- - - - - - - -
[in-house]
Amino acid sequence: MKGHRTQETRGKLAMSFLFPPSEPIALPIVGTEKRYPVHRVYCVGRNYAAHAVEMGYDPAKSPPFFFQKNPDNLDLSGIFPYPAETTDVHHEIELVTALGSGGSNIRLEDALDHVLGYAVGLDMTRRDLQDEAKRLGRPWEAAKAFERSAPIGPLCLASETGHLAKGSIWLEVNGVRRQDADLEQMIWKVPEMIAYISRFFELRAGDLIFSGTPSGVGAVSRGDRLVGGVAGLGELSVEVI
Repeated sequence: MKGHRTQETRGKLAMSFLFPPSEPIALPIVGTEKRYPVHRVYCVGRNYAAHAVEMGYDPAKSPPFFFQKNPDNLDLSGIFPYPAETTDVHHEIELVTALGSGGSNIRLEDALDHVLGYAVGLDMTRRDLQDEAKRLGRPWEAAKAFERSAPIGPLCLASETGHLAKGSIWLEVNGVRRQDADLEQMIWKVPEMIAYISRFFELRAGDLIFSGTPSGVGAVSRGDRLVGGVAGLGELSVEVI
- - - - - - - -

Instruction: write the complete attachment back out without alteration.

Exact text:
[in-house]
Amino acid sequence: MKGHRTQETRGKLAMSFLFPPSEPIALPIVGTEKRYPVHRVYCVGRNYAAHAVEMGYDPAKSPPFFFQKNPDNLDLSGIFPYPAETTDVHHEIELVTALGSGGSNIRLEDALDHVLGYAVGLDMTRRDLQDEAKRLGRPWEAAKAFERSAPIGPLCLASETGHLAKGSIWLEVNGVRRQDADLEQMIWKVPEMIAYISRFFELRAGDLIFSGTPSGVGAVSRGDRLVGGVAGLGELSVEVI
Repeated sequence: MKGHRTQETRGKLAMSFLFPPSEPIALPIVGTEKRYPVHRVYCVGRNYAAHAVEMGYDPAKSPPFFFQKNPDNLDLSGIFPYPAETTDVHHEIELVTALGSGGSNIRLEDALDHVLGYAVGLDMTRRDLQDEAKRLGRPWEAAKAFERSAPIGPLCLASETGHLAKGSIWLEVNGVRRQDADLEQMIWKVPEMIAYISRFFELRAGDLIFSGTPSGVGAVSRGDRLVGGVAGLGELSVEVI